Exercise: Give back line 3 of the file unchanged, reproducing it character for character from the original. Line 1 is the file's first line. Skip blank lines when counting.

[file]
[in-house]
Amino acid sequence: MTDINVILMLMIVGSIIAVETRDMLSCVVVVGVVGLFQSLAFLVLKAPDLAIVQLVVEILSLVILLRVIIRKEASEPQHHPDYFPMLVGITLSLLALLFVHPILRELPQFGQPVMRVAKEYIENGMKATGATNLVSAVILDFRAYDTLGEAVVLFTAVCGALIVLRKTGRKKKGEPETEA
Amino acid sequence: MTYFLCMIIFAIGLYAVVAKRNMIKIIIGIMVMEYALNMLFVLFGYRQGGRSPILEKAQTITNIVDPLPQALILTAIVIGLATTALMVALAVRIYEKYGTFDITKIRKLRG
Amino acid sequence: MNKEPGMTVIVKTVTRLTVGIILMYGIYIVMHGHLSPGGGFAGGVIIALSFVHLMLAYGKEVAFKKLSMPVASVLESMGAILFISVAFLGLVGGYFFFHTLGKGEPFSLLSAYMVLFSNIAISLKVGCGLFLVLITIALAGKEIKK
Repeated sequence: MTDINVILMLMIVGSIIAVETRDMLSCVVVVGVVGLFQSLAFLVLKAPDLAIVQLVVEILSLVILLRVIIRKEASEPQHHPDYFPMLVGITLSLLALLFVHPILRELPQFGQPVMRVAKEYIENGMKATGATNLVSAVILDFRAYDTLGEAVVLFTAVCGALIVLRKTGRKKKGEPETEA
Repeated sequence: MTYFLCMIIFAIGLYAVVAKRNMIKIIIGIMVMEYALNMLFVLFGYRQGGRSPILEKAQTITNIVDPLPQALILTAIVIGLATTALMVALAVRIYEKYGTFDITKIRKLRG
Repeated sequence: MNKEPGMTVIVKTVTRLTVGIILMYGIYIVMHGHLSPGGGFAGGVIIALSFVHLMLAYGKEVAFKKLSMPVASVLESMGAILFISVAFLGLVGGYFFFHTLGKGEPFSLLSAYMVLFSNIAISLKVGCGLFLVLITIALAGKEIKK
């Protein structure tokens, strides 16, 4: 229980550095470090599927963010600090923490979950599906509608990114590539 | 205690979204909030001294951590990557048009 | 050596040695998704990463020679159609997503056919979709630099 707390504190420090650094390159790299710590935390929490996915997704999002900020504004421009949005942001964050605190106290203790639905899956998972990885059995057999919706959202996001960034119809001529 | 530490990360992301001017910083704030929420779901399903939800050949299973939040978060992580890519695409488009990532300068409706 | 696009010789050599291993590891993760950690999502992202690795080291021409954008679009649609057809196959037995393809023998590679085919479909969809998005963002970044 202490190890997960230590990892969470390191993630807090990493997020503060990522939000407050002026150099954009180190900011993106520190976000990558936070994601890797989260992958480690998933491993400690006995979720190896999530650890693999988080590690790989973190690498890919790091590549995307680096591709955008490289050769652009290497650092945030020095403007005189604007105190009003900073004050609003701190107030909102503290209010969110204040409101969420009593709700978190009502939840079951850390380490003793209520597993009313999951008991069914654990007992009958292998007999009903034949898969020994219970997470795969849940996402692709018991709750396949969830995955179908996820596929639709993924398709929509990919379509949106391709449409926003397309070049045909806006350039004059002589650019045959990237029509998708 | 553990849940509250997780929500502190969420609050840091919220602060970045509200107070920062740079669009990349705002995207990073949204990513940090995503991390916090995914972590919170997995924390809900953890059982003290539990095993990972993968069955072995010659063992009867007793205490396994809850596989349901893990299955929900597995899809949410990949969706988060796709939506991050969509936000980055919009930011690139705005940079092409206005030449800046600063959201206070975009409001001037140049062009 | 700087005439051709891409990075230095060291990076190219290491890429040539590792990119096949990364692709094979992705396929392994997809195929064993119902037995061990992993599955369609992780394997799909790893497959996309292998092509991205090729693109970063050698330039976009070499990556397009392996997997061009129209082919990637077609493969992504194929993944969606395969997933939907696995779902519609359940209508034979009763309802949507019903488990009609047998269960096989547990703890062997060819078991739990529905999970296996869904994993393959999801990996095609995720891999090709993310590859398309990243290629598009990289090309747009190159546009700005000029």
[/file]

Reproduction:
Amino acid sequence: MTYFLCMIIFAIGLYAVVAKRNMIKIIIGIMVMEYALNMLFVLFGYRQGGRSPILEKAQTITNIVDPLPQALILTAIVIGLATTALMVALAVRIYEKYGTFDITKIRKLRG